AM has been keeping a watchful eye on Continental European shows featuring works by Barry McGee. Whenever the cashflow gods have been on our side, we’ve booked the necessary flights or trains to attend as well. This was the case with the 2010 joint show with Danish artist HuskMitNavn at A.L.I.C.E. Gallery in Brussels, and the 2009 three-man show (which also included Ed Templeton and Raymond Pettibon) curated by Aaron Rose at Berlin’s Circleculture Gallery. However, the last time McGee exhibited in the UK was 2008 at the BALTIC Centre for Contemporary Art in Gateshead. And his last show in London was in 2005, which ran alongside one by Clare Rojas — at a time when Stuart Shave/Modern Art was still located on Vyner Street.

New Works (teased) at Stuart Shave/Modern Art (now based in the Fitzrovia district) sees an impressive return by Twist to the Big Smoke. We understand that he, with the assistance of his friend, collaborator and fellow San Francisco artist, Josh Lazcano / Amaze, worked late nights in setting up the exhibition. Their efforts paid off and this show comes highly recommended by AM. It continues until 13 August.

See more commentary and photos from the 30 June opening after the jump.

Untitled. Mixed media, 213 elements. 308 cm x 758.5 cm

Of particular interest was the large-scale, imposing installation consisting of 213 framed paintings, drawings and photographs hung in McGee’s trademark extreme salon-style, complete with a bulging-wall effect.

Untitled (213 elements) (detail)

Untitled (213 elements) (detail)

Untitled (213 elements) (detail)

Sculpture: Untitled. Acrylic on wood. 106 cm x 106 cm

Last week’s opening brought together an interesting mixture of enthusiasts. Among those we spoke to or simply noticed were contingents from the US, Brazil and Japan, artists, art dealers, bloggers, skateboarders, a fashion photographer with muse, current and former members of one of London’s most prolific graffiti crews, and representatives from Christie’s auction house. It seemed indicative of the broad appeal that McGee’s artwork has.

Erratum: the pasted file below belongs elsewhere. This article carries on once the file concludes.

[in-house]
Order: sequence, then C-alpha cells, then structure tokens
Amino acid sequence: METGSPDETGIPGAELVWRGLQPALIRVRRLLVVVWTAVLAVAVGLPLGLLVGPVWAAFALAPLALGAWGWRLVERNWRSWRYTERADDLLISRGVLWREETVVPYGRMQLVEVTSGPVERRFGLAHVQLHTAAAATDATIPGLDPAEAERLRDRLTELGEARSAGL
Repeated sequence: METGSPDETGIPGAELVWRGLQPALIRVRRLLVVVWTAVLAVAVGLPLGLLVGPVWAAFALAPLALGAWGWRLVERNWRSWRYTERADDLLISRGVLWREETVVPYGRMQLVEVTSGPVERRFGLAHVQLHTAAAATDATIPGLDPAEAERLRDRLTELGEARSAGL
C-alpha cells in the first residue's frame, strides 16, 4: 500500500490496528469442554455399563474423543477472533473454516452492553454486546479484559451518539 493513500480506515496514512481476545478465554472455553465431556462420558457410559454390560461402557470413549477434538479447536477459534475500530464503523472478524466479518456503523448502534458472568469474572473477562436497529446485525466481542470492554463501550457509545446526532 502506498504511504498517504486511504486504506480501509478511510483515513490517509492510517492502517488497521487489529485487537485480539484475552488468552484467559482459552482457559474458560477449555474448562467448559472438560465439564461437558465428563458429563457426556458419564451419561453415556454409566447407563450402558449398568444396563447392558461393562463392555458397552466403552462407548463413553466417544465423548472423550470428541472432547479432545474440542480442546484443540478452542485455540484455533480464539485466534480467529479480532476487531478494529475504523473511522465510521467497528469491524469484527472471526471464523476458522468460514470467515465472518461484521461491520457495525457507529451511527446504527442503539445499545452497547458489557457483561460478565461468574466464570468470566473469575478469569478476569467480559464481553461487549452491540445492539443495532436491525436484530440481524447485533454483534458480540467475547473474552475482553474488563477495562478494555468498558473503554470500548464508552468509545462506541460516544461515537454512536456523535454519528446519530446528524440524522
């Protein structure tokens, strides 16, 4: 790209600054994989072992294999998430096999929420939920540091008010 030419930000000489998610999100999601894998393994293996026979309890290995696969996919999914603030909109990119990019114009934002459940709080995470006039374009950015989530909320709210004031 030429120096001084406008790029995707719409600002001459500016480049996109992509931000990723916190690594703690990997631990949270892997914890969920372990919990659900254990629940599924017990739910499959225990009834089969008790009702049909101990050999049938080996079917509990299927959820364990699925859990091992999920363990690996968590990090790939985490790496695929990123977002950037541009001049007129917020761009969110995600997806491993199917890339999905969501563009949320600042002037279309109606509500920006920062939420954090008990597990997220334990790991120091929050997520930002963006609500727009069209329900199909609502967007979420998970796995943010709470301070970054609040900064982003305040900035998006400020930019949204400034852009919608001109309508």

Twist himself was present during the evening, characteristically discrete just outside the premises, chatting with gallery visitors and adding his different tags to the various books, flyers and other items they had brought for him to sign. When asked, the artist expressed a preference to not have his photograph taken, which was a fair enough request.

Untitled. Acrylic on wood panel, 5 elements. 103 cm x 110 cm

Untitled. Acrylic on wood panel, 9 elements. 95.5 cm x 110 cm

Untitled. Acrylic on wood panel, 24 elements. 161 cm x 158 cm

Left: Untitled. Acrylic on wood panel, 29 elements. 209 cm x 339 cm; Right: Untitled. Acrylic and resin on surf board. 110 cm x 49 cm x 3 cm

Since a bit of criticism always serves as a healthy counterbalance to praise, perhaps it would have been preferable if the show had a couple of weaknesses we could point out. The problem is that we didn’t spot any.

Untitled. Ball point pen on paper, 36 elements. 156.5 cm x 229 cm

Untitled (36 elements) (detail)

As a separate note, for those living in Copenhagen or visiting the city over the next few days, Let’s Go Bombing Tonight — a group show curated by McGee and Josh Lazcano at V1 Gallery — closes this Saturday 9 July.

Text and photographs by Patrick Nguyen.